Amalfi Coast is one of those places that I have seen plenty of on the internet. It was almost like the pastel houses of Positano were calling my name and I had to book that flight, even when it meant we would be drenching ourselves in the rain rather than bathing in the much talked about Italian sun (Buon Giorno, shoulder season).
The very first moment when you get a glimpse of the colourful houses rising above a clear, turquoise water amidst one of the most beautiful coastal sceneries on the planet, you would want to pinch yourself because of how surreal it may feel. It is one of those rare places that’s even better in person.
From the scent of a gazillion lemons that perfume its air to the delicate ceramic goodness that attracts you everywhere; from the tanned tourists that laze around on its 100s of beaches to the incredibly kind locals who want nothing but to show you love and share their very yum food; the Amalfi coast truly is, a slice of Italian paradise, a La dolce vita in its truest sense.
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Some useful info before your trip:
Closest Airport: Naples
Visa requirements: Schengen
Language: Italian but I had no issue communicating in English.
How many days are enough?
I spent a total of 4 nights in Amalfi coast before heading to Rome for 2 nights (more on that in another blogpost). Ideally, I would say that 5 nights are good; where you can stay in Sorrento for 2 nights and Positano or Amalfi for 3.
Best time to visit the Amalfi Coast?
There is no doubt that visiting the Amalfi coast during the summer months is amazing. However, if you like to avoid the crowds like I do, then I have heard late August and September are the ideal months. The water would still be warm and the streets empty.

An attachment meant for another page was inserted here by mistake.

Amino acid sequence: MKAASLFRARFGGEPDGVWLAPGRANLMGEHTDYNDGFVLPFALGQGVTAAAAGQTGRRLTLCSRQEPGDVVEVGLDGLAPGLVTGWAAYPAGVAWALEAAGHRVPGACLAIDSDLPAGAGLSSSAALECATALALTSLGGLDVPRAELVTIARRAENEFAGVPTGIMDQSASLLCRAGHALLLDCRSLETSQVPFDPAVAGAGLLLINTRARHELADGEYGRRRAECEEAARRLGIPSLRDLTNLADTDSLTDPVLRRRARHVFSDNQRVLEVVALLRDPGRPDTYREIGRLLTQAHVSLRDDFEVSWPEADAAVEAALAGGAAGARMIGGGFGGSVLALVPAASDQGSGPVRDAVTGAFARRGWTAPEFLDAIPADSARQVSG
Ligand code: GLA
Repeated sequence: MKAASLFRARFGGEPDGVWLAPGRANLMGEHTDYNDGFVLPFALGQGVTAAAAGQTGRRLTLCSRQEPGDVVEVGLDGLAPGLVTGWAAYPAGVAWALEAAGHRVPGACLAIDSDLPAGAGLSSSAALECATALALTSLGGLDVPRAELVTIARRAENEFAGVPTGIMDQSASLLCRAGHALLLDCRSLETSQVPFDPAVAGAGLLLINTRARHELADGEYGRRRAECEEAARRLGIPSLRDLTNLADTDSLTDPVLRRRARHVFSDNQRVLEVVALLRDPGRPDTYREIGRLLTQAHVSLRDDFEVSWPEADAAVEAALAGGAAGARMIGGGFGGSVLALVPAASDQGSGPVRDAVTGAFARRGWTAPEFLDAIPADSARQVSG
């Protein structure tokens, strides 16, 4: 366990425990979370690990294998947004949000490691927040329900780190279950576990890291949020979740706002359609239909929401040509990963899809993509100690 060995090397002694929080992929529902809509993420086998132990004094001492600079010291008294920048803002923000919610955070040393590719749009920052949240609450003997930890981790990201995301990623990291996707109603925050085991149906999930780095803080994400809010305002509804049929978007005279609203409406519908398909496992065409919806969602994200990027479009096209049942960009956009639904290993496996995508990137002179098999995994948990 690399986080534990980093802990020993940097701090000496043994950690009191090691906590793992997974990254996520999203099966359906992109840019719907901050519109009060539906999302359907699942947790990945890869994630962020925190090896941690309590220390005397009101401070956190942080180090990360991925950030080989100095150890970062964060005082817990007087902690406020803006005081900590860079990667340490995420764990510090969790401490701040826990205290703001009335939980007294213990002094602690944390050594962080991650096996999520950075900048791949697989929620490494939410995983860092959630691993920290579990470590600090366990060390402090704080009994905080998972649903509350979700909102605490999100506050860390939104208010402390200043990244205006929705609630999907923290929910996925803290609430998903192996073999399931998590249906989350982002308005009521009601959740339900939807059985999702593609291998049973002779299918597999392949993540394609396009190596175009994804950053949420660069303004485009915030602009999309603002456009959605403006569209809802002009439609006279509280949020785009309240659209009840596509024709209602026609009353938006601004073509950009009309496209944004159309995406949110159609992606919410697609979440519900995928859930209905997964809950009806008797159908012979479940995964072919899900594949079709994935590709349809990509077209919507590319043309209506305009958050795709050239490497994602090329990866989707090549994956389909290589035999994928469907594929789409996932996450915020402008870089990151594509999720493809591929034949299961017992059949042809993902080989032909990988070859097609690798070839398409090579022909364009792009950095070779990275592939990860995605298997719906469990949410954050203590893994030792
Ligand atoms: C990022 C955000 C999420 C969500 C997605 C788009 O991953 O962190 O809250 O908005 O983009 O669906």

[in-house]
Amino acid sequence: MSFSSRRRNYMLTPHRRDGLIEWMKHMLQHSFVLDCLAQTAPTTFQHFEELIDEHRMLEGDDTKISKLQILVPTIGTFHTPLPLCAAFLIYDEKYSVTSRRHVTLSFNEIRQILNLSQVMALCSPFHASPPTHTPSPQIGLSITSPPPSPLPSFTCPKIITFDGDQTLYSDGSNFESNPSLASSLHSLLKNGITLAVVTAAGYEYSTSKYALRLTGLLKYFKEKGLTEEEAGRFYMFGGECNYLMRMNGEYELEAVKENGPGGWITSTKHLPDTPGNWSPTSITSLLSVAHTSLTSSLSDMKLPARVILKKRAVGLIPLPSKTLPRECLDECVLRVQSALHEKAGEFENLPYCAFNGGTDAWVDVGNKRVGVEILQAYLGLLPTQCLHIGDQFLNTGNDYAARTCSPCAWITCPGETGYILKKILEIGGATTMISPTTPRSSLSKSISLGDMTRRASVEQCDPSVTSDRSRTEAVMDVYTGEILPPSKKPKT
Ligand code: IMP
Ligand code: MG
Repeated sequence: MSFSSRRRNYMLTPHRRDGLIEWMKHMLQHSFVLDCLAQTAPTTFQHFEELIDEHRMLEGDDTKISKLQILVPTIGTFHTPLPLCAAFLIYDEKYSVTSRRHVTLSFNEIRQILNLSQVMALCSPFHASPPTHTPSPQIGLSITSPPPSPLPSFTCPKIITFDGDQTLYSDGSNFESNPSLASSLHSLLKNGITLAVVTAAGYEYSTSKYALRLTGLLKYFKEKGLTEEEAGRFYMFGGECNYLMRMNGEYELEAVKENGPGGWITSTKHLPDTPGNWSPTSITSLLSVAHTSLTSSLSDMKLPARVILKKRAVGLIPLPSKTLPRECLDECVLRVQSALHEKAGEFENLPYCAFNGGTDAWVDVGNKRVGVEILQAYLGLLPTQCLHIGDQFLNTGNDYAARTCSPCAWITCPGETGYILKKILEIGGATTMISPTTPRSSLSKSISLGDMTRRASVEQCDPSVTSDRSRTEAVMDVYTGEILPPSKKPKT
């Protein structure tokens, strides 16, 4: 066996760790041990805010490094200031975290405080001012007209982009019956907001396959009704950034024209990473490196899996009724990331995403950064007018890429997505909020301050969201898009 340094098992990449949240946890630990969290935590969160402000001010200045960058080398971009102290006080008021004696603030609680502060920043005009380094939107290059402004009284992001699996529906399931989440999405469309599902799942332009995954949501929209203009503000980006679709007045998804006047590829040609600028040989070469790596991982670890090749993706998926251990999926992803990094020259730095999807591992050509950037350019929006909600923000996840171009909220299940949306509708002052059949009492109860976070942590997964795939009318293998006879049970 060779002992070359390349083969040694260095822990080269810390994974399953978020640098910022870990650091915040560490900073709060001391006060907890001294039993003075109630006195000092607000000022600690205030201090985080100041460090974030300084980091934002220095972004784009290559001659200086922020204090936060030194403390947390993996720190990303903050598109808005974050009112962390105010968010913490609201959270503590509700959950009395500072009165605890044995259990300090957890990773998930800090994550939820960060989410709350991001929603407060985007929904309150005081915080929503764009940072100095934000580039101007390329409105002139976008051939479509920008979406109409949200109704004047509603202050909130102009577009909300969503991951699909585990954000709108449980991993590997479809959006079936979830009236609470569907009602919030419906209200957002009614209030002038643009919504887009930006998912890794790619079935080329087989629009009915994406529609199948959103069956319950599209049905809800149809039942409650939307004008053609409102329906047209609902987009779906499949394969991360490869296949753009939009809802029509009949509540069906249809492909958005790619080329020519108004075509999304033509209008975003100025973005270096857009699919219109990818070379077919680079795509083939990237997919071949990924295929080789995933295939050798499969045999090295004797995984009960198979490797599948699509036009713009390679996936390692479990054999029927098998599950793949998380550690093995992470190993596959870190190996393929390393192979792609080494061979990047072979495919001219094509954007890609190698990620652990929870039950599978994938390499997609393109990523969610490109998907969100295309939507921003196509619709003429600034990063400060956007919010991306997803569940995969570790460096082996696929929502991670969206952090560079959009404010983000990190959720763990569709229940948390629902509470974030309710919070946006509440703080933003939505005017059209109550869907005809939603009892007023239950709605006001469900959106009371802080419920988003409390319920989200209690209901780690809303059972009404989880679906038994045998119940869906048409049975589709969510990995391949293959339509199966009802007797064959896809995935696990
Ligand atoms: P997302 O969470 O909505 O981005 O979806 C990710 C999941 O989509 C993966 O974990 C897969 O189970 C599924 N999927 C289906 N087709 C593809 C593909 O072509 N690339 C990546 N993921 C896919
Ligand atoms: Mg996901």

I visited during the last week of March and even though I loved every second of my time there, I wish that we went a bit later to actually have gotten to enjoy the boat rides, beaches and experience the Blue Grotto as well. In case you have better luck than me, then this day-tour from Sorrento goes to both Capri and the Blue Grotto.
How to get there?
Since the closest airport is in Naples, we decided to fly there from London and stay for a night to devour in the pizzas of L’Antica de Michelle (coz come on, even Julia Roberts loves it) and take it slow by spending two nights in Sorrento, the official starting point of the Amalfi Coast.
I found a private taxi company online that offered a reasonable rate to take us from our hotel in Sorrento to Amalfi and then from Amalfi back to Naples, so it was only natural that we went with them. The best thing about their service was that we didn’t have to pay any security in advance and conveniently met our driver at the hotel lobby each time.
If you are like me and want more of a comfortable transport, then this is the best option to get there. If not, trains and ferries operate quite frequently too. However, when we went none of the ferries were working because of bad sea conditions so always best to double check before going (especially in shoulder seasons)!
Best way to get around?
While hiring a vintage car and driving around the road of a 1000 bends that connects the Amalfi coast may look ideal, in reality parking is no fun and especially when the only road there is super narrow and crowded.
We decided to get around with SITA buses because water taxis and ferries were a no show, and it honestly was a great decision. Not only was this option easy on the pocket, but the frequent times of the buses allowed us to see things at our own pace. I do, however, wish to come back and see the Amalfi coast from the sea once.
CG’s tip: I would hate to see you spend your vacation time waiting, so please know that ferries may be the best option during high season because the road can get really busy and the buses really packed.
Which town to stay in when visiting the Amalfi Coast?